Slate Magazine, in The Midlife Happiness Crisis, reports on "a new study by economists David Blanchflower of Dartmouth and Andrew Oswald of Warwick. They document how happiness evolves as people age. While income and wealth tend to rise steadily over the life cycle, peaking around retirement, happiness follows a U-shaped age pattern... Happiness starts off relatively high in early adulthood, then falls, bottoming out on average around age 45, and then rises after that year and on into old age."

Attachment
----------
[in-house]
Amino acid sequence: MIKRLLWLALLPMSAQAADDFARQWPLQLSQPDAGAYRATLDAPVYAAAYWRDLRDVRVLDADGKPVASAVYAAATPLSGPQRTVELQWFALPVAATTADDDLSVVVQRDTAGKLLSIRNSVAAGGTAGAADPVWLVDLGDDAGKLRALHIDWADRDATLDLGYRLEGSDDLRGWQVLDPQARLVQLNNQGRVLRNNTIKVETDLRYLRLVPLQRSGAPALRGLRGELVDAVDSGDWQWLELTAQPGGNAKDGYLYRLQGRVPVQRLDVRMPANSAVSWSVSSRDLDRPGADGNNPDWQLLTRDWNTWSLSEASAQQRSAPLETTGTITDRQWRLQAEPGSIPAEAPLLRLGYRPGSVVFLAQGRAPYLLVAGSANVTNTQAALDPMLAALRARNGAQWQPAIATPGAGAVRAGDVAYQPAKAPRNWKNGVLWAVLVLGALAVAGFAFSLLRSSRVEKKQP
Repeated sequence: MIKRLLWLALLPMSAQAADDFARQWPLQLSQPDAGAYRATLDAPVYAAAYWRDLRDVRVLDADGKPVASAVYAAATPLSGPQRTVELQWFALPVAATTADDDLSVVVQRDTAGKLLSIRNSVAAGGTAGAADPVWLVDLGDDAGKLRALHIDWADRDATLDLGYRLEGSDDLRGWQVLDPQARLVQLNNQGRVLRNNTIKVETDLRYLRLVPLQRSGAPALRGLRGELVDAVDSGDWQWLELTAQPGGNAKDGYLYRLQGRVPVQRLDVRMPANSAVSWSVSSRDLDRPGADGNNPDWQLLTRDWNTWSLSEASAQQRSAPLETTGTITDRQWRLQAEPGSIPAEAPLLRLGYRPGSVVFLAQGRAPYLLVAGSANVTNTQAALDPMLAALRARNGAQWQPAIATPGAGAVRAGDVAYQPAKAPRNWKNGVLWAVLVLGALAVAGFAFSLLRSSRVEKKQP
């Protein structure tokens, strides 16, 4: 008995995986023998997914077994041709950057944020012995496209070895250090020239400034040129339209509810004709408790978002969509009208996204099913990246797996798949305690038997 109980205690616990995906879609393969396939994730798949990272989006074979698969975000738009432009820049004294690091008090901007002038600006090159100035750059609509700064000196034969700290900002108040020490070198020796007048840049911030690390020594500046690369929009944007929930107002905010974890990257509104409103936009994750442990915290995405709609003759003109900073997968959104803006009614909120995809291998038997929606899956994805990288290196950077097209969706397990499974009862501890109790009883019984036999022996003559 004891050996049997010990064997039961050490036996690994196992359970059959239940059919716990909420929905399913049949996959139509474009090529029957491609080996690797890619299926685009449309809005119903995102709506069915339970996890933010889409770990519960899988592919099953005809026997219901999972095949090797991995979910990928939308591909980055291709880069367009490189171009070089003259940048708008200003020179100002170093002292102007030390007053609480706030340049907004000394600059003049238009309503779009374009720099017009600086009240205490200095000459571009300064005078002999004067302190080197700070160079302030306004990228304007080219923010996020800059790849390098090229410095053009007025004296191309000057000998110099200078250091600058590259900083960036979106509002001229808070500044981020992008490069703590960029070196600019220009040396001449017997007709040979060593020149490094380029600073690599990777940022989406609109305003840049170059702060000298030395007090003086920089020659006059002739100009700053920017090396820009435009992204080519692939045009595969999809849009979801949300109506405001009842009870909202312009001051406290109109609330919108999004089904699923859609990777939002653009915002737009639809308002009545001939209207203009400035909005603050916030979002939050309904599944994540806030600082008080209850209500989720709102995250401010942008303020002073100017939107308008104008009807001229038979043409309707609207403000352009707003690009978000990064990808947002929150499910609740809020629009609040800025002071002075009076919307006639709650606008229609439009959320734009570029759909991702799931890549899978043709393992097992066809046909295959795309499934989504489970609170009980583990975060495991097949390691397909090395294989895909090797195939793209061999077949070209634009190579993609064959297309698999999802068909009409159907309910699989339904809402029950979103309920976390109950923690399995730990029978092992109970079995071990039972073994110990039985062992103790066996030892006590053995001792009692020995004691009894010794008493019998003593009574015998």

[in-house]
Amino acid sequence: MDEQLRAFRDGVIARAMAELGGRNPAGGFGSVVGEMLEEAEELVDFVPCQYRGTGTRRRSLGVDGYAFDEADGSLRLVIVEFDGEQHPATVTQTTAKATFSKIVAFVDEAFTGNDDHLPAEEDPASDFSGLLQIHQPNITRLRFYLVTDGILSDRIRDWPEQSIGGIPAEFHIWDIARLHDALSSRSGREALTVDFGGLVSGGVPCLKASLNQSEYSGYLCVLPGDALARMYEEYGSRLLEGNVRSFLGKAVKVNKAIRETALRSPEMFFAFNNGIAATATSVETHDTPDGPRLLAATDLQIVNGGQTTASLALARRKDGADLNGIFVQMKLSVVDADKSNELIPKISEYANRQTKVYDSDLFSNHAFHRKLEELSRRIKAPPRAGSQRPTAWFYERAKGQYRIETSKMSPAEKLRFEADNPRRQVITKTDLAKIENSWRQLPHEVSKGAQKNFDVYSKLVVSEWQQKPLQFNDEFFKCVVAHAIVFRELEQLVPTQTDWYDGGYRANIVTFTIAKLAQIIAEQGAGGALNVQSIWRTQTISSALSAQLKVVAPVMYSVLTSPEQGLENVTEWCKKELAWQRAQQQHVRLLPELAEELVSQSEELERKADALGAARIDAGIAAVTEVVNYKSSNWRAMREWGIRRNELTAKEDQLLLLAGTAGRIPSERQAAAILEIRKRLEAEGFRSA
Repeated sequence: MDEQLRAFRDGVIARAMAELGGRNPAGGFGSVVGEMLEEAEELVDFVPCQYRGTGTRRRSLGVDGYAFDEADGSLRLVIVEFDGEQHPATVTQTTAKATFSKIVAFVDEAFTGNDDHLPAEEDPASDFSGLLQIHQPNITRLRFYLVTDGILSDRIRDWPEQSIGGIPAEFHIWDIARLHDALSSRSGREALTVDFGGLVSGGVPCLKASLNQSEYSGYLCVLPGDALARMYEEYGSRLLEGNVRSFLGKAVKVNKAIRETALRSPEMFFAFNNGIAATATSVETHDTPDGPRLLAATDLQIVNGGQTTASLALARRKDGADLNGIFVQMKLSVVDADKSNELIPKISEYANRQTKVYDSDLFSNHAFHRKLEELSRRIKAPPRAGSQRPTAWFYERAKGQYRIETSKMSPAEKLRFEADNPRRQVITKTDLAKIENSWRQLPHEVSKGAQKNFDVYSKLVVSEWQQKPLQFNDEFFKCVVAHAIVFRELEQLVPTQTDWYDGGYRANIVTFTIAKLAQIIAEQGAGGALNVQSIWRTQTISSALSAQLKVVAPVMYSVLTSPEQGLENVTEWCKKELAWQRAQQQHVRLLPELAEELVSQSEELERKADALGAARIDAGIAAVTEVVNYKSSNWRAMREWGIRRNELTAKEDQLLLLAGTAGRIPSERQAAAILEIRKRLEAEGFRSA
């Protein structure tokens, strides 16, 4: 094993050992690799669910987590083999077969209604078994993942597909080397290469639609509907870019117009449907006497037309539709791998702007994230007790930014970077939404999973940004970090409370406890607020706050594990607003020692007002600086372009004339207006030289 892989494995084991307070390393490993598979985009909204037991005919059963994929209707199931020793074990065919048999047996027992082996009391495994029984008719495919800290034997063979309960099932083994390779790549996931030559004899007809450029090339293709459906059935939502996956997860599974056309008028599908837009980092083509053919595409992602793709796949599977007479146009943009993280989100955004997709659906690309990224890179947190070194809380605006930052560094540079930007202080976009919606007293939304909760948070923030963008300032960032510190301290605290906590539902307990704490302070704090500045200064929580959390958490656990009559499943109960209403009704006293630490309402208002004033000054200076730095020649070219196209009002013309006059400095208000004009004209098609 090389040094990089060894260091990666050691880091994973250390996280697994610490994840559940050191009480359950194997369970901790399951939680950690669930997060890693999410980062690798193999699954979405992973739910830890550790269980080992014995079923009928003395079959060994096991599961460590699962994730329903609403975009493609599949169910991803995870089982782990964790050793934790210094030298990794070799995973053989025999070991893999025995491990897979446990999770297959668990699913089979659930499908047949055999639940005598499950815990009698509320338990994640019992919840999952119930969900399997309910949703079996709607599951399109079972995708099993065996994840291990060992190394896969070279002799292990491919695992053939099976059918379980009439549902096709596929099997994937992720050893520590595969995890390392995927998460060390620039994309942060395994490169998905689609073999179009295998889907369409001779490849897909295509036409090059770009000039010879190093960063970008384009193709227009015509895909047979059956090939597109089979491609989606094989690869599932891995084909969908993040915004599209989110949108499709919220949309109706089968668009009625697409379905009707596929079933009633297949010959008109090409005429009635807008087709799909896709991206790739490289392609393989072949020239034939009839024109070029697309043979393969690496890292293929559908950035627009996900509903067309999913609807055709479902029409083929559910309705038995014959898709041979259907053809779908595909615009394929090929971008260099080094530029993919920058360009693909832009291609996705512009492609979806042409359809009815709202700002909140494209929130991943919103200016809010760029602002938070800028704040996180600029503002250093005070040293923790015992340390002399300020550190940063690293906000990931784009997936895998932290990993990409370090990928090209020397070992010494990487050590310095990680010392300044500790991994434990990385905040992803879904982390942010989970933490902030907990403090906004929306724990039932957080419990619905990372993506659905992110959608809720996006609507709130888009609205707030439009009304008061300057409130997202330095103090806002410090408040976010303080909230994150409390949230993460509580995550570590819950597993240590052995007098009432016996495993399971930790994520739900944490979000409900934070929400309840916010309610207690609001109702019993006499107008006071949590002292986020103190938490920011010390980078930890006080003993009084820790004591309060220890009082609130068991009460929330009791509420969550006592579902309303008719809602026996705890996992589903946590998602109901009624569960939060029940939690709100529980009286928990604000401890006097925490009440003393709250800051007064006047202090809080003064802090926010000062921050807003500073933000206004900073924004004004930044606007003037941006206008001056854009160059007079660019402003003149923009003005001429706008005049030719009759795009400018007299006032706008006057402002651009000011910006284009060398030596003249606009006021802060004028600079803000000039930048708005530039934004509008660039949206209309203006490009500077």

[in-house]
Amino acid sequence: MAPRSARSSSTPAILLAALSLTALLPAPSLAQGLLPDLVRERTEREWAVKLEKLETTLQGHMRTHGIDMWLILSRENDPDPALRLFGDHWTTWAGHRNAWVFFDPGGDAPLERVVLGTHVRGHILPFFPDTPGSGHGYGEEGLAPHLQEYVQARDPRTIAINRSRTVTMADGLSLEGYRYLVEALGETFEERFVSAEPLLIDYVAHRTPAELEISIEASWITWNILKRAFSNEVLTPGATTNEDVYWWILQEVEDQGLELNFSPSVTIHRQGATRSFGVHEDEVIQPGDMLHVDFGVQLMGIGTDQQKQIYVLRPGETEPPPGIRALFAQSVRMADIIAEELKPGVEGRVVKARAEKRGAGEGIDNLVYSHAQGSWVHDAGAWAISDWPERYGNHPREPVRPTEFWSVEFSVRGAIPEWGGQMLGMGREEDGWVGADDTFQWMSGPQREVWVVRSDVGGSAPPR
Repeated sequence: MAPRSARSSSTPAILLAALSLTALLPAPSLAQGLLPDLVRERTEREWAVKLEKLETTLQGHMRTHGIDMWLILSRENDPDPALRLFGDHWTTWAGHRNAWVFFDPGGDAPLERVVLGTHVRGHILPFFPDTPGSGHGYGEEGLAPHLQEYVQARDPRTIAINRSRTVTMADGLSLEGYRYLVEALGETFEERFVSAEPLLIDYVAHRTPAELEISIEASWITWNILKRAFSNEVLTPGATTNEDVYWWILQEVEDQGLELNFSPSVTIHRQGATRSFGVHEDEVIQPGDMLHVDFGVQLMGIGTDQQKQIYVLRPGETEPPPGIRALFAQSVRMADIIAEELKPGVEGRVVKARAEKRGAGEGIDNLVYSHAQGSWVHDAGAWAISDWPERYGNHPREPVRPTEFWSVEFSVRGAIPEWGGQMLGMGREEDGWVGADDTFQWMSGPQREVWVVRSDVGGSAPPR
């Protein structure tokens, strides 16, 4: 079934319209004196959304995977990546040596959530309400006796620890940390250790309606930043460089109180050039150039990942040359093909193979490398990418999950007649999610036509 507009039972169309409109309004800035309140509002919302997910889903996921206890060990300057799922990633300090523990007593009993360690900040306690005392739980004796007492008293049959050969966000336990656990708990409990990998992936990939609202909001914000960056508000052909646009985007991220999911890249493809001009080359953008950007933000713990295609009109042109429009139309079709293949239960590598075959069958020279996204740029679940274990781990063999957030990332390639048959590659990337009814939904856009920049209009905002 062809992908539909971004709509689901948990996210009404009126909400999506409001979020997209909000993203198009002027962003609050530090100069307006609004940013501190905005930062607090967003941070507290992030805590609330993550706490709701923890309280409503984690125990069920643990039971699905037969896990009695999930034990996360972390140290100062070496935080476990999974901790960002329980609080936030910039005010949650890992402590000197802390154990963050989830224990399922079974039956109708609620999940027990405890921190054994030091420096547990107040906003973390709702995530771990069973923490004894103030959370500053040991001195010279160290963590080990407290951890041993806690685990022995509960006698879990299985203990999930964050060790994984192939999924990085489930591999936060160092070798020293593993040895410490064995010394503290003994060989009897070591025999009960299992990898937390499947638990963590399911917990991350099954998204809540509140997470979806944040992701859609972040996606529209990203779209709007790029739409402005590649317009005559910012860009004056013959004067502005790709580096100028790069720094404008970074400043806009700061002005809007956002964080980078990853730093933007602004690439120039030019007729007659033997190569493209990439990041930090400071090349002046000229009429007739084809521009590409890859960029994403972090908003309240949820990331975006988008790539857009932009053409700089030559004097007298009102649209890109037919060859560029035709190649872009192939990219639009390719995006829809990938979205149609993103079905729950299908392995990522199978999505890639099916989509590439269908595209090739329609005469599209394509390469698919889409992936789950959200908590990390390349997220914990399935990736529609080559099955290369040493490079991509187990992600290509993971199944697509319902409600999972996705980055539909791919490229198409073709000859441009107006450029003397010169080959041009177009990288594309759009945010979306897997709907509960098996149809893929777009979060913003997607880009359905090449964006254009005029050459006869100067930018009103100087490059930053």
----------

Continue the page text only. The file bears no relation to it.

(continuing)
As a relatively new retiree, I'd like to second that notion. Retirement is a wonderfully happy time, after you've done a bit of adjustment. First, you have to get over the guilt you feel when everyone else seems to be zipping off to jobs and stress in the morning. Then you just have to find a way to use the lovely gift of time that you've been given, in a nice balance of service to others and giving yourself permission to do all the things you've been wanting to do--and hoping for the physical capability to do all those things.